Redistricting: An expensive experiment gone wrong

At the conclusion of the first phase of California’s costly new scheme to draw legislative maps last week, State Auditor Elaine Howle trumpeted the results of her office’s efforts.

“We’ve said all along that this was an experiment in direct democracy,” she said, “and, with nearly 31,000 Californians coming forward to apply, there’s no doubt this experiment was a huge success.”

The State Auditor got one thing right: it was an experiment. A multi-million dollar experiment with a 100 percent cost overrun gone wrong.

Of the 30,720 applications received — a number aided by an expensive last-minute paid media blitz and an extended deadline — nearly 66 percent were from males. More than 71.1 were from white applicants. Meanwhile, just 10 percent were from Latinos (who represent 36 percent of the state’s population) and a mere 4.7 percent from Asians (who represent 12 percent of the state’s population).

These lackluster numbers come despite another round of I-Heart-Redistricting editorials from the state’s leading newspapers and a last-minute outreach campaign to minority communities. It included, according to the Los Angeles Times, reaching African-Americans with outsourced “barbershop and beauty salon outreach” efforts paid for by California taxpayers.

As California Democratic Party Vice-Chairman Eric Bauman noted in a Facebook posting: “The final make-up of the Prop 11 Redistricting Commission applicant pool looks like California in the 1950’s.”.

And there’s no guarantee that the final redistricting panel won’t look the same. way. Diversity language in the law is weak, leaving any plan developed by the commission vulnerable to a Voting Rights Act legal challenge – just as opponents including the Mexican-American Legal Defense Fund, the Natinoal Congress of Latino Elected Officials, and the NAACP;s Legal Defense arm argued when it went to voters in 2008.

Self-proclaimed “good government” groups shrugged off these concerns, and promised that the process would be free of politics. Yet there was heavily partisan and political involvement in beating the bushes for applications.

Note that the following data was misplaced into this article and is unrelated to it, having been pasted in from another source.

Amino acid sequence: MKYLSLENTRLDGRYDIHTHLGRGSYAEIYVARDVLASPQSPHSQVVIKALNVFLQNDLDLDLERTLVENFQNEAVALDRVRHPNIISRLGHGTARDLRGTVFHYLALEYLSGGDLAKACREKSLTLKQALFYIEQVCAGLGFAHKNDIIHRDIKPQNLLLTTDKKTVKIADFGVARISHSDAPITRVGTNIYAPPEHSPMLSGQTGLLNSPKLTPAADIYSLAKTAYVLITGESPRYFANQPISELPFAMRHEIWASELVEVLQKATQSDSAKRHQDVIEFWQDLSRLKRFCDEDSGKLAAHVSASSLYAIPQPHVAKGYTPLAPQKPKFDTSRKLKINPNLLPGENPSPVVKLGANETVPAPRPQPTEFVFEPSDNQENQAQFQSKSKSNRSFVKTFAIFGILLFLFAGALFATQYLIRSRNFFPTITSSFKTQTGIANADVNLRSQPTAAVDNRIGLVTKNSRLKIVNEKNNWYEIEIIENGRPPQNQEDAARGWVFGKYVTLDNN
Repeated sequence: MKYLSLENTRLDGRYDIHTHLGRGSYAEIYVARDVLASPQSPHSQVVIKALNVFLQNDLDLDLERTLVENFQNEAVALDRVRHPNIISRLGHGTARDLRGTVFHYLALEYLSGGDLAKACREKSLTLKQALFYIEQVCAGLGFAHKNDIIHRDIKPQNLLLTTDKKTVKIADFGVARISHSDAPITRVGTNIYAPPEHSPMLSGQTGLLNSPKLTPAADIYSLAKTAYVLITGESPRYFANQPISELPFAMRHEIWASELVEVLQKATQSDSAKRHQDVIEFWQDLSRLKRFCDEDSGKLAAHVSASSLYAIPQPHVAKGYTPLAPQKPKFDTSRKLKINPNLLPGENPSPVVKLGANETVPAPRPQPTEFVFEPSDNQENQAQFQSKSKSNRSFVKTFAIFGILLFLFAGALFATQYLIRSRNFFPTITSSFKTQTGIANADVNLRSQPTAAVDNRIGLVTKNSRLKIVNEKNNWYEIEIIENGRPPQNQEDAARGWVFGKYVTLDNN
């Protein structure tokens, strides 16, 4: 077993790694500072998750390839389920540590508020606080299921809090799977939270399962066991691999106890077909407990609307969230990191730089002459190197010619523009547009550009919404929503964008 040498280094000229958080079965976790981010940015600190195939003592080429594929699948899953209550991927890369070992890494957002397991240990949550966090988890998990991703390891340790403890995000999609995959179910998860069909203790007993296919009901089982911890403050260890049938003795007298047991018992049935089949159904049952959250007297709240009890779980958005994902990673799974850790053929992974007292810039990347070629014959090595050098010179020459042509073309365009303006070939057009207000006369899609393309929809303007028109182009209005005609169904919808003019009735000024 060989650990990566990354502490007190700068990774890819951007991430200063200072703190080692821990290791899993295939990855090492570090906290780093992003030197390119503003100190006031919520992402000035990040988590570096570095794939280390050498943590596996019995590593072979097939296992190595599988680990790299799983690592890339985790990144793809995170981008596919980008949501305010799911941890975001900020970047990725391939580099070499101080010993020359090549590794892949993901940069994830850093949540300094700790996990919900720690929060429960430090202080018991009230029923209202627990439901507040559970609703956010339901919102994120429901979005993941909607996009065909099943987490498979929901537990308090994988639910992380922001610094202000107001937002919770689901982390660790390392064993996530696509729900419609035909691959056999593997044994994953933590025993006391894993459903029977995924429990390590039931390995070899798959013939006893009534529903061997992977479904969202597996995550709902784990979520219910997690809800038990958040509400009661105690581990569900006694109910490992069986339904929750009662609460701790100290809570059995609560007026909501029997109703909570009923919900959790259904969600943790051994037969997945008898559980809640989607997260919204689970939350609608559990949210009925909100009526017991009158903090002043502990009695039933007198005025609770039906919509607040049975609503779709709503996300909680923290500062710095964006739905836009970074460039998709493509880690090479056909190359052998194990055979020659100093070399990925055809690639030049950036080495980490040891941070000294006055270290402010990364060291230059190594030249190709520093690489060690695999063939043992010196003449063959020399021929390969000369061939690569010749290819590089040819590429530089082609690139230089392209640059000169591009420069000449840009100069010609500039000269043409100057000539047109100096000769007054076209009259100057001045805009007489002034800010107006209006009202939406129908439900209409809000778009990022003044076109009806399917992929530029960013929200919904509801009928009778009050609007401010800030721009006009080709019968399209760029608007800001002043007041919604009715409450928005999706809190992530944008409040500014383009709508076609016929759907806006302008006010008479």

Both the California Democratic Party and California Republican Party (as well as the Tea Party) urged their members to apply in email appeals. The Howard Jarvis Taxpayers group — via Craigslist — pleaded for applicants sympathetic to its conservative causes to throw their names into the hat. Legislators themselves made pitches on their websites and in email appeals.

Apparently GOP-affiliated groups worked the system harder. Despite being outnumbered by Democrats by about 14 points in voter registration, Republicans have just one percent fewer applicants. (It should be pointed out that in an attempt to win GOP support for the initiative, the drafters gave the same number of votes on the final panel to both parties despite the hefty Republican voter registration disadvantage.)

The fastest growing group of voters in the state also are grossly unrepresented in the applicant pool. Decline-to-State applicants make up12.9 percent of the applications, a far cry from the 20.2 percent of the voters who put themselves in that category.

Meanwhile, while the first phase of the screening process rejected 10 percent of the applicants, a number of politically connected big fish made it thru the net. A quick review of some of the Sacramento area applicants includes: the CEO of the Sacramento Chamber of Commerce (who endorses candidates and has a PAC); the wife of a prominent Democratic political consultant; the Executive Director of the California Farm Bureau (which endorses candidates for the legislature); and former GOP Assemblymember Larry Bowler. In Fresno, a 1994 Republican legislative candidate made the list.

So much for taking the politics out of the redistricting process.

Now what? Three auditors — unaccountable to voters or the legislature — now will pick the semi-finalists in a back room. Not citizens. Not legislators. Auditors.

The three– one Republican, one Democrat, and one DTS voter  — will whittle the applications down to 60 by October 1st. And in true “American Idol” fashion, those applications will undergo further review before a final commissioned is named. (As a side note, it will be interesting to see how many applicants will still be interested after learning that for a not-too-shabby $300 per day, they’ll have to reveal their assets, properties, and gifts on the required Form 700s.)

There’s also no argument about whether the State Auditor’s office excels at what it does. In fact, some say that with billion dollar deficits, the full focus of the office should be rooting out government waste vinstead of trying to create a redistricting commission from scratch.

Which brings us to the staggering costs of this “experiment in direct democracy.”

Despite voters being told in their ballot pamphlets that that the cost would be $3 million, the State Auditor recently went before legislative budgeteers asking them to DOUBLE the appropriation to implement Prop 11 to $6 million.

At a time when children’s health care, funds for in-home support services, and mammograms for low-income are being cut, Budget Chair Sen. Denise Ducheny was right to question the out-of-control costs of this untested process. It remains to be seen what the final number that the Auditor’s Office will receive to do their work.

In any case, the first round of this process has sharpened arguments for a repeal of a process paved with good intentions but fraught with problems. And voters may just have that opportunity: there’s a measure expected to be on the ballot in November that will do just that.

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